Jake Roberts Shares the Challenges Encountered While Collaborating with Steve Hansen

Jake Roberts Shares the Challenges Encountered While Collaborating with Steve Hansen
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In a recent episode of his podcast, “The Snake Pit”, WWE Hall of Fame legend Jake Roberts reflects on his experiences and challenges while working with Stan Hansen. Here are some highlights from the show:

Regarding his initial feelings on working alongside Stan Hansen, Roberts recalls, “I crossed my path with him in Louisiana… [I remember] being scared to death.”

Discussing his first match with Hansen, Roberts says, “It was a daunting experience… There were roughly 20 Japanese photographers present, given that Stan was frequently touring Japan, they were there to capture his footage in the States. He happened to be wrestling against me on that day. My finish at that time was the kneelift. When I gave him a kneelift, he attempted to place his foot on the rope but missed. ‘Two, three.’ Suddenly, all the photographers were taking pictures of me defeating Hanson. Hanson got up instantly, took hold of the referee by his hair, and literally threw him over the top row. The referee ended up in the third row.”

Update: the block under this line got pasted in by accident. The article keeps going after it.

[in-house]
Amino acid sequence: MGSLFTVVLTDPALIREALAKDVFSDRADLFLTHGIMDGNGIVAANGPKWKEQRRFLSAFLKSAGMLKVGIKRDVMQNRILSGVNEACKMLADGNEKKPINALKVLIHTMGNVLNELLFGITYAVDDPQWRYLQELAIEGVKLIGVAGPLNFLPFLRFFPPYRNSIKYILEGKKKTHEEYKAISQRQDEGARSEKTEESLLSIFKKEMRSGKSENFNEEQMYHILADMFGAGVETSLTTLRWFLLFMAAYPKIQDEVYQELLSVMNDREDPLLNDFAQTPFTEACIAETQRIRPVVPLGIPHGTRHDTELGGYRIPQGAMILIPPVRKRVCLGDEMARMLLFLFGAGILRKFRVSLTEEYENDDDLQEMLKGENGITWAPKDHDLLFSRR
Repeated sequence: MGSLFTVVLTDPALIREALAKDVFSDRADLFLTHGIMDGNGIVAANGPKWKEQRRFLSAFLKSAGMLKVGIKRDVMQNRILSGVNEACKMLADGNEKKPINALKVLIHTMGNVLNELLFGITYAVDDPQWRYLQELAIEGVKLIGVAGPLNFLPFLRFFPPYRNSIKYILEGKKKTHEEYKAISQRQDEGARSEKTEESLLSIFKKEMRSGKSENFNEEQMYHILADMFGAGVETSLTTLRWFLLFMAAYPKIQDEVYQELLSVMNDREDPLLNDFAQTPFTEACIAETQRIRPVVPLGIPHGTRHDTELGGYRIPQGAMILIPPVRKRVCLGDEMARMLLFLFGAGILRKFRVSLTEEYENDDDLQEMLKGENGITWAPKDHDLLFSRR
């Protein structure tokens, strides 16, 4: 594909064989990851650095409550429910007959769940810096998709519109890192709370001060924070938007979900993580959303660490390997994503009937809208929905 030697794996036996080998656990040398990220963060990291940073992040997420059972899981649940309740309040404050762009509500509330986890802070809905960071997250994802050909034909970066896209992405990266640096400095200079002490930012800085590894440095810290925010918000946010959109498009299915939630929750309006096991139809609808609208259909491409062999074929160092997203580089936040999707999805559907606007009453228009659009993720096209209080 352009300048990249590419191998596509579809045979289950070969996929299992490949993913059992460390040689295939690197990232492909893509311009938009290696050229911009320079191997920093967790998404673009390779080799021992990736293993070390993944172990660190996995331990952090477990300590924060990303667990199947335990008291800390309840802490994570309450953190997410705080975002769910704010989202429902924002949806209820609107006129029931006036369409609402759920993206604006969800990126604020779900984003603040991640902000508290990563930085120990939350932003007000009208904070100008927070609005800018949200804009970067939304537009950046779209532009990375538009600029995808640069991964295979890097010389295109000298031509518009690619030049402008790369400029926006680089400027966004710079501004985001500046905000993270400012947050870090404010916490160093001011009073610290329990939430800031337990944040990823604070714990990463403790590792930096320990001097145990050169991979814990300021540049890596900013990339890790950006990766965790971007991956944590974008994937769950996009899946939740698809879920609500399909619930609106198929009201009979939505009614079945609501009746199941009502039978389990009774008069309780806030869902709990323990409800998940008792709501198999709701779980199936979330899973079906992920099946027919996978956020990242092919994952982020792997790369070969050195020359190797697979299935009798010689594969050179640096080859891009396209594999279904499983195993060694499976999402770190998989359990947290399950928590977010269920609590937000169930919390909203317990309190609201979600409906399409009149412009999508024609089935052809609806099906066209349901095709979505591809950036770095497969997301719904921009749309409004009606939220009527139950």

Roberts vividly recalls, “He then proceeds to look at me, comes over, and knocks me down. He pushed me into the ropes and delivered a horrendous clothesline, which nearly broke my neck. A fan even handed me his chair and urged me to face Stan. But I just looked at Stan, threw down the chair, and left… You could literally hear him screaming in the opposite locker room.”

Discussing the challenge of Hansen’s legal blindness on the job, Roberts comments, “He would throw you in, and then you notice him looking for you, despite being barely five feet away. As soon as he saw you, he would throw a punch.”

On the question of whether wrestling with someone having limited vision alters the planning of a match, Roberts states, “Not really, no. You just kind of get out there and feel your way through. I wrestled George Weingeroff, who was legally blind. We wrestled around 20 times. It was indeed fascinating. He used to communicate his moves by touching your arm.”